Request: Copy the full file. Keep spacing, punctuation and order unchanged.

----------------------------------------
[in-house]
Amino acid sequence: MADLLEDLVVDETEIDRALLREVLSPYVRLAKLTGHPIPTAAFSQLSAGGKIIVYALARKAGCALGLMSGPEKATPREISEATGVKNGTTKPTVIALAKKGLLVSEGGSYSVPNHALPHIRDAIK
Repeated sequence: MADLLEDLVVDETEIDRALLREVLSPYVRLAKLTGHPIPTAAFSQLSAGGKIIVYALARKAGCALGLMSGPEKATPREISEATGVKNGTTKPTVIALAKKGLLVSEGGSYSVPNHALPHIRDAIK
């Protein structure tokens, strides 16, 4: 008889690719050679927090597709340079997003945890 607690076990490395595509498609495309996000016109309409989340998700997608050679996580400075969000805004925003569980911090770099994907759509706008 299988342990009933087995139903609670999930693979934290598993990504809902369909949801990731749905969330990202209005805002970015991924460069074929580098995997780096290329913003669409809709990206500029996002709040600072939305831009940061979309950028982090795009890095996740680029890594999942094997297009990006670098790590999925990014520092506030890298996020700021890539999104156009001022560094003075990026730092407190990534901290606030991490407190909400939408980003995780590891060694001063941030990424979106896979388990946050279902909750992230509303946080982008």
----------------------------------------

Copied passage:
[in-house]
Amino acid sequence: MADLLEDLVVDETEIDRALLREVLSPYVRLAKLTGHPIPTAAFSQLSAGGKIIVYALARKAGCALGLMSGPEKATPREISEATGVKNGTTKPTVIALAKKGLLVSEGGSYSVPNHALPHIRDAIK
Repeated sequence: MADLLEDLVVDETEIDRALLREVLSPYVRLAKLTGHPIPTAAFSQLSAGGKIIVYALARKAGCALGLMSGPEKATPREISEATGVKNGTTKPTVIALAKKGLLVSEGGSYSVPNHALPHIRDAIK
């Protein structure tokens, strides 16, 4: 008889690719050679927090597709340079997003945890 607690076990490395595509498609495309996000016109309409989340998700997608050679996580400075969000805004925003569980911090770099994907759509706008 299988342990009933087995139903609670999930693979934290598993990504809902369909949801990731749905969330990202209005805002970015991924460069074929580098995997780096290329913003669409809709990206500029996002709040600072939305831009940061979309950028982090795009890095996740680029890594999942094997297009990006670098790590999925990014520092506030890298996020700021890539999104156009001022560094003075990026730092407190990534901290606030991490407190909400939408980003995780590891060694001063941030990424979106896979388990946050279902909750992230509303946080982008």